Review: One Good Turn. By Kate Atkinson

Kate Atkinson is the first author on my list of reviews, not just because her surname ranks her high in the alphabetical heap. As it happens, I do plan to look at Benjamin Black and Linwood Barclay at some point. No, Kate is there because she features in my top ten list of writers of all time. A serious accolade let me tell you. Indeed, Ms Atkinson is well used to being celebrated. She did, after all win the Whitbread Book of the Year in 1995 for her debut novel; Behind the Scenes at the Museum. Well-deserved too – one up for the girls – as the press at the time were only too happy to muse upon.

However laudable though much of Atkinson’s work is, and she has an enviable list of well written, insightful and absorbing novels to her name, I will be looking here at one of her lesser credited works. It is however, no less popular or entertaining for that.
I have to admit that for me, it’s all about Jackson Brody. Oh, Joy – I think my personal twitter account still counts him as a follower. How absurd to be elated by this. Of course, Ms Atkinson has long moved on. There have been brilliant books since, met with rave and critical reviews – but either way, no-one questions the writing talent or the publishing machine that keeps coming up with absorbing tales. Problem is of course, there hasn’t been a whisper of Jackson, not since ‘Started Early, Took My Dog.’
It was all about Jackson – that crinkly, crotchedy, ex-service man with a heart, long before his personae was taken over by serious heartthrob Jason Isaacs. Some have suggested that Brody is actually a woman in a man’s body. Win-win, I say! A fan of the Woman’s Hour and still able to rescue a damsel in distress – he is almost perfect.
Apart from Julia. Yes, Julia is still here, hasn’t left since Case Histories and the bad news is, she’s sticking around until the end. You have to love her though, even if she makes us want to pull our hair out and scorch our eyeballs. She is comical, earnest in her own way and believably off beat.
Did I mention that the Characters are really well drawn? You get the picture.
The Brody Novels – there are four in total, ranged across a number of years and two cities. They span the turbulent love life of Jackson, his family – what’s left of it, quite a few fist fights and of course a couple of murders for good measure. If you do decide to read them, start at the beginning, sit back and enjoy.
One Good Turn is the first of the novels set in Edinburgh. Atkinson’s Edinburgh is a different city to the one we are used to reading about in Rankin, Mc Call Smith and Walsh. This is Edinburgh, bursting with sounds, with laughter and tourists, bustling excitedly – the rain is never far away, but it feels a warm place. It is a place of family homes, long marriages and carnival revellers. However, above all of this modern city, the Castle looms large and perhaps it sees behind the facades far better than the characters themselves do at first. The action begins with a bang – or rather a crash. One car into another. An unfortunate incident witnessed by a disparate group who have little or nothing in common to begin with it seems. As the story weaves however, we find that lives are connected in small and apparently inconsequential ways and we learn that sometimes the ostensibly insignificant things in life can at the end make all the difference.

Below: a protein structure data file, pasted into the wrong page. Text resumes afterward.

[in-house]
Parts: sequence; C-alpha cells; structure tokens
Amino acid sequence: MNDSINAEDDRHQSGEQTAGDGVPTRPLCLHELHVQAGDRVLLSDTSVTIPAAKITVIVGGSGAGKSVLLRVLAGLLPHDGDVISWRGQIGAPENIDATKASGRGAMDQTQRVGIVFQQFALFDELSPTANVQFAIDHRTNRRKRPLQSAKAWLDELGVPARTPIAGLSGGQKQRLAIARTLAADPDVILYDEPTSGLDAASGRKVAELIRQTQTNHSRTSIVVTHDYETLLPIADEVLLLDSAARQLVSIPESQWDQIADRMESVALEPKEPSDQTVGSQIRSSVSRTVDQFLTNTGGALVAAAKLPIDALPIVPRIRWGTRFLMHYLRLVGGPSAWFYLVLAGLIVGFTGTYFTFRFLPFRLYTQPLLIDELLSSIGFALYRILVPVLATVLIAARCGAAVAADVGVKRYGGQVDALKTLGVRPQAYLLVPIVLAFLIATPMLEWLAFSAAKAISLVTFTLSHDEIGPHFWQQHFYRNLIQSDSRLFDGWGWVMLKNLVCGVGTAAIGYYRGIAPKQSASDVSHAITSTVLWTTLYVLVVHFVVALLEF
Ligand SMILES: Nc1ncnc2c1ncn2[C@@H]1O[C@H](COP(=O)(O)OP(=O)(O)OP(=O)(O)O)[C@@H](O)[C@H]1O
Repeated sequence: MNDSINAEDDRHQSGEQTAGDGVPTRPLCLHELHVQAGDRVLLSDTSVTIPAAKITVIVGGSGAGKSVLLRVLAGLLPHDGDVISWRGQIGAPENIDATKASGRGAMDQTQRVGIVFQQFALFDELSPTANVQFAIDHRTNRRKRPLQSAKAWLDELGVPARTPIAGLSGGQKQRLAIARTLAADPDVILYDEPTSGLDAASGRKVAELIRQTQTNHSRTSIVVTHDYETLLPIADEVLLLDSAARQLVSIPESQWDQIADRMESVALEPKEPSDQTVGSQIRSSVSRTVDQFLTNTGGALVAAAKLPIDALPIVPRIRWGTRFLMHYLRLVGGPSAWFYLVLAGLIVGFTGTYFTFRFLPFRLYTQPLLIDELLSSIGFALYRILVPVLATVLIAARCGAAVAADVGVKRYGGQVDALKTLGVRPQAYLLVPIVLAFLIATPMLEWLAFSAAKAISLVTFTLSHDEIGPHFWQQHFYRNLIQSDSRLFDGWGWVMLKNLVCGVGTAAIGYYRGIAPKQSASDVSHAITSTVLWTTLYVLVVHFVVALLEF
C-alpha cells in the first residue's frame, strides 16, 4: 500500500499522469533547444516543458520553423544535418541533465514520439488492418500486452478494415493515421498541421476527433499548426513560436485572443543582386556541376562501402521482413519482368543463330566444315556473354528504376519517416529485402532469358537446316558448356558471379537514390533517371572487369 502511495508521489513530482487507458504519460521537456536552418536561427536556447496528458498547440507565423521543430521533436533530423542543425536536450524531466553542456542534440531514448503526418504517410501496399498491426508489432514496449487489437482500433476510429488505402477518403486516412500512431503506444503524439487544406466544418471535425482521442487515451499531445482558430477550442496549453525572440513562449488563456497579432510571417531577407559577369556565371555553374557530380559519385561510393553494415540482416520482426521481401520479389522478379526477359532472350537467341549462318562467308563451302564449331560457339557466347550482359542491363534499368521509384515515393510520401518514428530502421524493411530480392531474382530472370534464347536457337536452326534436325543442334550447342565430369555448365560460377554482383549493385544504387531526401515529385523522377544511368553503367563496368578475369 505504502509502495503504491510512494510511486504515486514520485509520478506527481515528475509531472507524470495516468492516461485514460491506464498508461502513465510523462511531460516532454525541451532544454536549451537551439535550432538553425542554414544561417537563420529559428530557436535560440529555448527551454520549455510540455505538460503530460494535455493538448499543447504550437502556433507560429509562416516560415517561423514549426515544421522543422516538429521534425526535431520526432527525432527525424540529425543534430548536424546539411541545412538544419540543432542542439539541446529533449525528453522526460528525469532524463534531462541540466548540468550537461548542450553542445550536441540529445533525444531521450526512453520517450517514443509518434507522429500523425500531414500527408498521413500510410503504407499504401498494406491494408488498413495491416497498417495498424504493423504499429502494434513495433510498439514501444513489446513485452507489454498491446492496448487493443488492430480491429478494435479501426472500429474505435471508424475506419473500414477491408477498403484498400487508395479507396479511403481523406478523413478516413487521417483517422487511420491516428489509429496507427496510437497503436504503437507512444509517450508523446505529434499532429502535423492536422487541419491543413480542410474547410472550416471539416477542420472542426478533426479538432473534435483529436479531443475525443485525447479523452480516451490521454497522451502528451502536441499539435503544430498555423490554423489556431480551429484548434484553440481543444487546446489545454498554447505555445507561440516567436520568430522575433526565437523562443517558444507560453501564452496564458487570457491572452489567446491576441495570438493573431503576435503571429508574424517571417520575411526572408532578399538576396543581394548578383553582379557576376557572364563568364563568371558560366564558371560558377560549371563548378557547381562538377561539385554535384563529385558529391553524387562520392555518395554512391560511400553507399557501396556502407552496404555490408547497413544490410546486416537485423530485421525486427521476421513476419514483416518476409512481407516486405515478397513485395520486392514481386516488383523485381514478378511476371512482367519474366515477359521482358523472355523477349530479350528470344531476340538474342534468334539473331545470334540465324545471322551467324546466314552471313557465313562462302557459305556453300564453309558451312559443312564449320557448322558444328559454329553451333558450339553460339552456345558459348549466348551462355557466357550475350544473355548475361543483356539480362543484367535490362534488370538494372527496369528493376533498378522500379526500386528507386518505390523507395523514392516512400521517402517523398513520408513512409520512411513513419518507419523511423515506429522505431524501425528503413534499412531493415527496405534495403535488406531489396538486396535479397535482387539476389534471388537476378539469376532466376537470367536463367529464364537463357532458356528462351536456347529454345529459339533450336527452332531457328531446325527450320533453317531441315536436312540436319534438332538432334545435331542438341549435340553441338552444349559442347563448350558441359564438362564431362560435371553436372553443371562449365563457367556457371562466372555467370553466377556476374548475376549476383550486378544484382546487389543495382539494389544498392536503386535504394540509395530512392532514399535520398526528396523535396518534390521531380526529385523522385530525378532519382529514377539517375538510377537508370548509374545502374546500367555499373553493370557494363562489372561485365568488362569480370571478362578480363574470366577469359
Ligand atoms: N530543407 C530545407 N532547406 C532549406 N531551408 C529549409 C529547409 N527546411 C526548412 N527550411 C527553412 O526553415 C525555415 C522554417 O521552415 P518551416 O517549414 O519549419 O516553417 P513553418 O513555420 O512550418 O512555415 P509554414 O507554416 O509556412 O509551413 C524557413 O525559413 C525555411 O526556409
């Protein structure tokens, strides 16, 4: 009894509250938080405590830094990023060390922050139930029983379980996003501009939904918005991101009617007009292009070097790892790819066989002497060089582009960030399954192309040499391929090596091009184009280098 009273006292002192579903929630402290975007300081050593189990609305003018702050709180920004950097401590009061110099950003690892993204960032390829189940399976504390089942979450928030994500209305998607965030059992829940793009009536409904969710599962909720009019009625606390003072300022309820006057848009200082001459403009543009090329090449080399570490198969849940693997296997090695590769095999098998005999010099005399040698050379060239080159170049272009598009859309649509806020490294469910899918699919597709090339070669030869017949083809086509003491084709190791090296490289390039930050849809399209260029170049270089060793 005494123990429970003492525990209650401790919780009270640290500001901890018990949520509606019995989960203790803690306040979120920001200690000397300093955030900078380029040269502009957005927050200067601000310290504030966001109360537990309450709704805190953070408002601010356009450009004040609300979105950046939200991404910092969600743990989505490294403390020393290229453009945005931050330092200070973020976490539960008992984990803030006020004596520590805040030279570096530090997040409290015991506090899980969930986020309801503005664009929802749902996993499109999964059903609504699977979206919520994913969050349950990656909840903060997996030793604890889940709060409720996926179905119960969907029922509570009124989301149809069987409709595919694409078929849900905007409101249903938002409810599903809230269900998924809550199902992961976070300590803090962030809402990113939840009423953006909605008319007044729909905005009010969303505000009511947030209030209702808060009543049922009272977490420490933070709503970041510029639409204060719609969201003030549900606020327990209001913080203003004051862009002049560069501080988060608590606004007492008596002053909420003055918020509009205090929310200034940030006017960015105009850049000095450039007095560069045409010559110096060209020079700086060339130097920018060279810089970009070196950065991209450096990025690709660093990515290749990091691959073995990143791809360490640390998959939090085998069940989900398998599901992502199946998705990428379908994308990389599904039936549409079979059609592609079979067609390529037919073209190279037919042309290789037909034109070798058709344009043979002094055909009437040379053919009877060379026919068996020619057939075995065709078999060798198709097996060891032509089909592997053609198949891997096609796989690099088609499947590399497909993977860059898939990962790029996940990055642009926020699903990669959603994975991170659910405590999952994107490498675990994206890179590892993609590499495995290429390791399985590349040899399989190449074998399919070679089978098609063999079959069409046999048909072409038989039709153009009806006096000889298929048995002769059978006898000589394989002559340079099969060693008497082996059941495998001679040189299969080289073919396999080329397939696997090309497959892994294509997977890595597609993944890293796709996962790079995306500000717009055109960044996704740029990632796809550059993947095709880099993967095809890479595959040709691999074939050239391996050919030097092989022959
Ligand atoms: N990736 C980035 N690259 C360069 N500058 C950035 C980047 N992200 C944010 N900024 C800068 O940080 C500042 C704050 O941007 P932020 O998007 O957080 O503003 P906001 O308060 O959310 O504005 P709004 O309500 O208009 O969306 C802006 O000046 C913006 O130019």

Atkinson used the motif of Russian Dolls throughout the novel and there is a sense of unpeeling of skins for each of the characters. The tour de force of this novel in many ways has as much to do with the characters coming to terms with who they have become as much as the reader learning the answers to the various puzzles thrown up in each of the lives examined.
Perhaps Jackson is not the greatest detective in the world, his cases are solved as much through bloody noses and the serendipitous trail of events and disasters that fall across his path. The story is none the worse for that and perhaps stronger, because these are not your average whodunit runarounds. The characters here are people, full, rounded, happy and sometimes sad, often lonely – but never so maudlin that the reader is pulled down with them. We are rooting for Gloria, from the beginning, what woman does not sometimes feel like they could do with the comfort of a Playtex Doreen and a night watching the local wildlife cup of tea in hand? We applaud her when she sets out to right the wrongs of her selfish and greedy husband Graham. How unfortunate that he had a heart attack, how pleased we are when he is no longer a complication!
The plot; a thickly weaved swallows nest of murder, greed, secrets and dishonesty is built from the twigs of interconnected stories. The brilliance of this novel and all of Atkinson’s best, is that the reader is convinced from the word go that this is a story, written by an everywoman for the ordinary everyman. Wrong. This is a skilled artist, casting wide strokes across a backdrop while she surreptitiously lures you deeper into some of the best fiction of the last decade. Moreover, all the while, she has you convinced that this is easier than cottage pie.
And for the genre fans? Don’t worry, all the puzzle pieces fall exactly as they should for a satisfactory denouement, with just a little vengeance added so you close this book like the cat that got the cream!